- 2 cups strained yogurt, or use commercially available Greek yogurt
- 1 English cucumber
- 2 cloves garlic (or a little bit more if you are fond of garlic and have plenty of mouthwash on hand)
- salt and pepper to taste
- juice of half a lemon
- 2 or 3 mint leaves, chopped (don't use too much mint)
- 1/4 cup chopped fresh dill
- 3 tablespoons olive oil, and a bit more to drizzle on top for garnish
- Place the yogurt in a medium sized bowl.
- Peel the cucumber and cut it in quarters lenghwise. Remove any large seeds and discard them. Chop the cucumber in small dice. Let it rest for a few minutes in a colander so that its excess liquid drains. You can help this process along by using a paper towel to press down on the cucumber. Dry the cucumber in paper towels and then incorporate it into the yogurt.
- Peel the garlic and chop it finely. Add it to the yogurt.
- Add the rest of the ingredients and mix well. You have now created tzatziki!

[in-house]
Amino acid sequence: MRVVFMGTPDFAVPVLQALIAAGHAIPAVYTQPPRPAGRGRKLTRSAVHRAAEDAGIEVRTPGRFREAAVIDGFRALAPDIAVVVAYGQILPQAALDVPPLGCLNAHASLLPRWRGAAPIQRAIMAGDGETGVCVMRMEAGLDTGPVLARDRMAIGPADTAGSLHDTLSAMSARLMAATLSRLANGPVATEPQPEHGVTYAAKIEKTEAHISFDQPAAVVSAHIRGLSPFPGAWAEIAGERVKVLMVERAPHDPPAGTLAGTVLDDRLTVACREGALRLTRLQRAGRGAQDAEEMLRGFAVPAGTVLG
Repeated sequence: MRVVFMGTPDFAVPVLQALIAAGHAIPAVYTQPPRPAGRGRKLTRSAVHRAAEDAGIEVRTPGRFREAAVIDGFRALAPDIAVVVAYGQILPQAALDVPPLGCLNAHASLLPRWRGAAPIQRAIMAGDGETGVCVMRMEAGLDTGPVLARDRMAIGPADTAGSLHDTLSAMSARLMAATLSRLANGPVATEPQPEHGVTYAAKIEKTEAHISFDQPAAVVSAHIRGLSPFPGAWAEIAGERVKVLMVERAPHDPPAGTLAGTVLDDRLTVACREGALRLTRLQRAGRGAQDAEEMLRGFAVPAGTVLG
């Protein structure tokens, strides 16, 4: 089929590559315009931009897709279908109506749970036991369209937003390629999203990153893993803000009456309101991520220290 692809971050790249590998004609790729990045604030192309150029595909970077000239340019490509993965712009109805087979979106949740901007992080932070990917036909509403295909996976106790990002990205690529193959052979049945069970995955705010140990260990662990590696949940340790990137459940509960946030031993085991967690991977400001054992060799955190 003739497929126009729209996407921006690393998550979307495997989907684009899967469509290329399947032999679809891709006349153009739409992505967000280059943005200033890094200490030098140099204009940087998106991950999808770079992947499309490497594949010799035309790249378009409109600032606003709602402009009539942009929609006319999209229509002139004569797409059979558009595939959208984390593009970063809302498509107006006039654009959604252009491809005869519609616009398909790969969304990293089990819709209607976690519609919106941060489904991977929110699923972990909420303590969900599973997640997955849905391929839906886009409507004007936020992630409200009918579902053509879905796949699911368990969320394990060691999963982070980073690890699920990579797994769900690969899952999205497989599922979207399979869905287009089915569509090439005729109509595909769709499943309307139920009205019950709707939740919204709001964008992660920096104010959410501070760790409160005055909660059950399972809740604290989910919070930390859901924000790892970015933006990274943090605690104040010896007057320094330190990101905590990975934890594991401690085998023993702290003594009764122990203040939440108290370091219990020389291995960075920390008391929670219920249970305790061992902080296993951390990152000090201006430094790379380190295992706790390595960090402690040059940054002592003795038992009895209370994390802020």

- Pour the tzatziki into a nice serving bowl and drizzle some olive oil on top for garnish.
- You can also garnish with some dill or mint or little pieces of cucumber... whatever tickles your fancy. A radish garnish will be nice. Olives tend to discolor the yogurt so I don't use them as garnish.
- Here are some hints about making tzatziki: Always use strained yogurt. What is sold as "Greek Yogurt" is in essence strained yogurt. Straining removes some of the water content and the whey, and gives yogurt a thicker consistency. (Traditionally yogurt was hung for a few hours inside a cloth bag made of muslin, and that got rid of the extra liquid). So you want a thick yogurt, and also, if you want to have the full, rich taste of tzatziki, don't use the low fat variety. Tzatziki can be stored in the refrigerator for about a week. Storing it intensifies the flavor of the garlic, so you might not want to use a large amount of garlic in your recipe.